Dry Aged Beef is best known for the way the process creates more tender and flavorful steaks. However, you might be wondering ‘what is dry aged beef?’ If so, you have come to the right place. In this article we are going to explore what dry aging is.
What is the dry aged beef process?
Dry aging beef is the process of taking large sub-primal cuts of beef where the internal and external fat around the muscle are aged for several weeks or months. This process is most commonly done today in special fridges like the Steak Locker. After the beef has been dry aged, it is then trimmed and cut into steaks. Not only does this process help with making the steaks more tender but it helps to develop flavor. The natural enzymes in the muscle, fat and bone break down some of the collagen that holds the muscle fibers together and causes it to toughen when cooked without being aged.
What is dry aged beef’s history?
Dry aging is a process that dates back thousands of years and would have begun in a chamber, a cellar, or a cave. The only other methods used to store meat prior to refrigeration were to smoke, brine or pickle it. It’s important to have an environment that has forced air, constant temperature, and steady humidity levels. When meat is exposed to open air, the natural enzymes draw the moisture through the middle then outward creating a pellicle crust on the exterior while staying moist and red on the interior. Some people describe the process as taking on a science lab experiment kind of vibe. Don’t worry though- fortunately for us meat lovers, the carcass is 100% safe for consumption when treated correctly.
Today, fridges work just as well, if not better than the traditional methods of dry aging. We recommend using a specially designed fridge for dry aging like the Steak Locker to ensure you get the best results with minimal risk of spoilage. The final flavor profile of the beef is also enhanced by the moulds and yeasts that land on it and within the air around it.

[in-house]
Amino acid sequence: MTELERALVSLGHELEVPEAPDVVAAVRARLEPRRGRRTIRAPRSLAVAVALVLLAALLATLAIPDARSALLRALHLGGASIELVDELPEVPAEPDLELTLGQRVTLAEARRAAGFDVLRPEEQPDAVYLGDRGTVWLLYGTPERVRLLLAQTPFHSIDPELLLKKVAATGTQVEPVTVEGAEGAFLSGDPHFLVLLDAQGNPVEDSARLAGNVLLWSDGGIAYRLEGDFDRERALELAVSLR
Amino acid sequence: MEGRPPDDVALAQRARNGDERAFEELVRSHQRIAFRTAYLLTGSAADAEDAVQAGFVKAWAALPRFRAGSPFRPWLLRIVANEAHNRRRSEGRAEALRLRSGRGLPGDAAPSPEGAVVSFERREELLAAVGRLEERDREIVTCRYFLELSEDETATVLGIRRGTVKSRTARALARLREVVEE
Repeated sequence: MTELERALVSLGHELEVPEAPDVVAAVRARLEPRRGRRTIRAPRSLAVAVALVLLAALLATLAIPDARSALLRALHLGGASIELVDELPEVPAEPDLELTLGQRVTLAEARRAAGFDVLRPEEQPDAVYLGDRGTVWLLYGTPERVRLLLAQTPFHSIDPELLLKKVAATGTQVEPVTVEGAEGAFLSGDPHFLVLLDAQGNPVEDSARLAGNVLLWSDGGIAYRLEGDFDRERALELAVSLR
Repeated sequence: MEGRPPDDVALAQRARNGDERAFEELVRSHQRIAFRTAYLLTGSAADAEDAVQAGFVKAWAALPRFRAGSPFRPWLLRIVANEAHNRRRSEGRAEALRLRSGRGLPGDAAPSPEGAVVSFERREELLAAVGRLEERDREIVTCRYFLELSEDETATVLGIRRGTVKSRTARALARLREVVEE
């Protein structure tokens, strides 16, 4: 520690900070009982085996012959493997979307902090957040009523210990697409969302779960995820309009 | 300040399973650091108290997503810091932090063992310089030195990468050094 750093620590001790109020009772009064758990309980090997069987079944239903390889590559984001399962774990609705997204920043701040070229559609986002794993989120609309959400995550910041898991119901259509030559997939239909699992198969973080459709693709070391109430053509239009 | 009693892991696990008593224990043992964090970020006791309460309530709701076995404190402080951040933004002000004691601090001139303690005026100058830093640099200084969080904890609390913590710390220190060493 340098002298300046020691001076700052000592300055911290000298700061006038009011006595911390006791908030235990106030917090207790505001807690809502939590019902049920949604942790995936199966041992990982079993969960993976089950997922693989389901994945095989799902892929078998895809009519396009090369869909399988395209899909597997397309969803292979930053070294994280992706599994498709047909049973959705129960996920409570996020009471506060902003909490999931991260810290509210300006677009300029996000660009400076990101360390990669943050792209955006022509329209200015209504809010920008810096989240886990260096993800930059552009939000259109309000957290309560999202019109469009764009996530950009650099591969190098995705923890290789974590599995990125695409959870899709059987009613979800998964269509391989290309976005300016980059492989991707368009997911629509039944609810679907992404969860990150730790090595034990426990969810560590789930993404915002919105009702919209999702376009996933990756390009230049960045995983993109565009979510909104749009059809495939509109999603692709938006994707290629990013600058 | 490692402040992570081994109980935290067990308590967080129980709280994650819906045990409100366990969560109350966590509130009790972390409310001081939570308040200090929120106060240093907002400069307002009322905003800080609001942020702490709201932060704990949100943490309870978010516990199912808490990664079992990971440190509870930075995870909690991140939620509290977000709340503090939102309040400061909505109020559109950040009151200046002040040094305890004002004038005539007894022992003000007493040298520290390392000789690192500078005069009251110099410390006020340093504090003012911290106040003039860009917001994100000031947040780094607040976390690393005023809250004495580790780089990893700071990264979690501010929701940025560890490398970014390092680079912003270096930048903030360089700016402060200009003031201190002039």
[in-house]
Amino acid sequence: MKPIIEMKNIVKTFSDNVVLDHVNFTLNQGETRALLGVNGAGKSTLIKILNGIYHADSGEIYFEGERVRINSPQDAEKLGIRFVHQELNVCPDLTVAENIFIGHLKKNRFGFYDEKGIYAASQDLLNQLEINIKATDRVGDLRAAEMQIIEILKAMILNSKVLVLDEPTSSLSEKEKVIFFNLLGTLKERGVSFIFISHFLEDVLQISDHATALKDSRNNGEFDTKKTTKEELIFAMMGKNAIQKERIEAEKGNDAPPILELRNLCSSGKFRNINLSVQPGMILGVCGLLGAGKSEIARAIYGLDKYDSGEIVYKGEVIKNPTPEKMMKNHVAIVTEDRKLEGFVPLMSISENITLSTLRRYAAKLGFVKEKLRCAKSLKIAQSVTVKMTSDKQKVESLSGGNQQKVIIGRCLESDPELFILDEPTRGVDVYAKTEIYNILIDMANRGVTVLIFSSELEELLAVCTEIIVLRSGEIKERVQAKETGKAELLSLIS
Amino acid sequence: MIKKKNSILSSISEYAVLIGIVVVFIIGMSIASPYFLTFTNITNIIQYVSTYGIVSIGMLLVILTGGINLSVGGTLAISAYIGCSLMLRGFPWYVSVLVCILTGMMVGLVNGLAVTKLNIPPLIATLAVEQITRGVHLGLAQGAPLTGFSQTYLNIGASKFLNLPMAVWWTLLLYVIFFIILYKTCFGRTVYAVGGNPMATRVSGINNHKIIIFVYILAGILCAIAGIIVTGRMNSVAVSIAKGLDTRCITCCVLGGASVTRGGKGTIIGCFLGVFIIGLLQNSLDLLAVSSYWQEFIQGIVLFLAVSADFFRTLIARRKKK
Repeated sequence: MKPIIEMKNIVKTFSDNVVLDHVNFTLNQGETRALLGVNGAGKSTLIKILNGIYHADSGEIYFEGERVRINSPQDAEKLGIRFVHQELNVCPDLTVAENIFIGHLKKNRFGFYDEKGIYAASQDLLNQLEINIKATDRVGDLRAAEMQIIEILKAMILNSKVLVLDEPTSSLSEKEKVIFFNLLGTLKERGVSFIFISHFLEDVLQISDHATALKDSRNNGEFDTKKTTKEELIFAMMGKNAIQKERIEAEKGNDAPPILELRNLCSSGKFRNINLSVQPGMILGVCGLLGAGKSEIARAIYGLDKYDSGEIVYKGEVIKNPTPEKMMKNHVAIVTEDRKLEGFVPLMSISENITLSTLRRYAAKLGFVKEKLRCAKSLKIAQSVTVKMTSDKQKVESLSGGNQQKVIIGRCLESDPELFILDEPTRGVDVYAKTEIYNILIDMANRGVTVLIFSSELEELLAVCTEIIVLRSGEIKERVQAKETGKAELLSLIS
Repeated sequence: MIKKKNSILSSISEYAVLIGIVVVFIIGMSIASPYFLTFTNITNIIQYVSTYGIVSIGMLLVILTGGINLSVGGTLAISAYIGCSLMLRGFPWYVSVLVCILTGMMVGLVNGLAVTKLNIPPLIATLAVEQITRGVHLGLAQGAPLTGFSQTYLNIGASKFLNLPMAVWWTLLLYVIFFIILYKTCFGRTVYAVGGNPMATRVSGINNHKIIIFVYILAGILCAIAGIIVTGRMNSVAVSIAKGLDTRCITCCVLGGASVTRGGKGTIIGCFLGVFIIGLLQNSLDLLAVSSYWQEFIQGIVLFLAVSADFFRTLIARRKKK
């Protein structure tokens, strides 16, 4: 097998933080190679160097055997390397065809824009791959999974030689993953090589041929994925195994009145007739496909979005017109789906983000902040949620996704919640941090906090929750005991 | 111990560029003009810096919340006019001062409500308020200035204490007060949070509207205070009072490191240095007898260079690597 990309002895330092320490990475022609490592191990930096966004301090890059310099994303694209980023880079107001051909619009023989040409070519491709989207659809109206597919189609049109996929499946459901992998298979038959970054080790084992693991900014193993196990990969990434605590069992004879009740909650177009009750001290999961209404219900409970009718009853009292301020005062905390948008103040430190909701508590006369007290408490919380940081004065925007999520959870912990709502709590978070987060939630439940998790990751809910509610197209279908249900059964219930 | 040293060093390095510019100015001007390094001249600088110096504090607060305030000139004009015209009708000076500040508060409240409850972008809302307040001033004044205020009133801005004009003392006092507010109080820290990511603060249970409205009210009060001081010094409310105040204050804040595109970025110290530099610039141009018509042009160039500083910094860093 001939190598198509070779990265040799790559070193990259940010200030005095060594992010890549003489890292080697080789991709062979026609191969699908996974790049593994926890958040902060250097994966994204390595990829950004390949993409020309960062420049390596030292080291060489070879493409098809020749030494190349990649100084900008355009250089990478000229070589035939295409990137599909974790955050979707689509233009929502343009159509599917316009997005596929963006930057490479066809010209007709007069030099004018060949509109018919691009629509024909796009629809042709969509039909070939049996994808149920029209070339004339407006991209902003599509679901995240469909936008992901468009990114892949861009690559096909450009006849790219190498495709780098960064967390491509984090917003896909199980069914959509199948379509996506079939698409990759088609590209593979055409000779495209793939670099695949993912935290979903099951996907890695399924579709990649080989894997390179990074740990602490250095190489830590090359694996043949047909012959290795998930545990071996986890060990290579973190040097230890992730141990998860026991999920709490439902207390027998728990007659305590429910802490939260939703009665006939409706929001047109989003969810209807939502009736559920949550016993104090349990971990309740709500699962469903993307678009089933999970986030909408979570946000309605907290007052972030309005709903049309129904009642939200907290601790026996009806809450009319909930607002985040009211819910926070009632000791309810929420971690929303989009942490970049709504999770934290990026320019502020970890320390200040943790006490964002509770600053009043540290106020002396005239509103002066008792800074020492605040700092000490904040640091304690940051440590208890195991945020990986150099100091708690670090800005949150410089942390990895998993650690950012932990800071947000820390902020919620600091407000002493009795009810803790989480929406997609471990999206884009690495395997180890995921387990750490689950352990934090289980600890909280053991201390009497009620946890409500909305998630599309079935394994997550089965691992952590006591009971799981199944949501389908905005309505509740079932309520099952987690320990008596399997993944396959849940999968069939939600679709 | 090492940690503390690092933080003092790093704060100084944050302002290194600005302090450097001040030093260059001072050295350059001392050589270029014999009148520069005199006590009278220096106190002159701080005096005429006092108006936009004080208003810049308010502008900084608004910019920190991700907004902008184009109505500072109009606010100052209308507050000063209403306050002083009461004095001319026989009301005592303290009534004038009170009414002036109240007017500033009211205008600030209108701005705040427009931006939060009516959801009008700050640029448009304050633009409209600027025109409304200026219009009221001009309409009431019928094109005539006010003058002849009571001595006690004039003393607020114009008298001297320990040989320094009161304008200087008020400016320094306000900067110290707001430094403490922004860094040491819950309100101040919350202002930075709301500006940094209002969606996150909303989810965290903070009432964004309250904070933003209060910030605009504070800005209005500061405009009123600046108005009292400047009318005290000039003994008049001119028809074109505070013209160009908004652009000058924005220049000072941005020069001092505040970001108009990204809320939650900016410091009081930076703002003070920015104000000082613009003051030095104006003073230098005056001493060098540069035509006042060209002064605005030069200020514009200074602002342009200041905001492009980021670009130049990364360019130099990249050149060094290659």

What is dry aged beef time scale?
It’s standard for the dry age process to take anywhere up to 65 days but many feel that beyond this length of time the stronger it gets, and the flavor can become too intense. The longer the age, the greater evaporation that takes place which results in a greater change in taste, texture, and yield.
To learn more about the time scale of dry aged beef, check out our blog post ‘how long can you keep dry aged steak in the fridge’.
Can I dry age other meats?
Once the process of dry aging beef has been mastered, it’s easy to further experiment with other proteins like pork, poultry and even fish. You can also dry age fridges such as the Steak Locker, to cure cheese which we talk more about in our cheese recipe kit article. However, these proteins do not require the same length of time to dry age and some for only a few days to get enhanced flavor.
Some other experiments with a beef sub-primal would be to butter age or to whiskey age and these techniques can be found in our previous blog posts.
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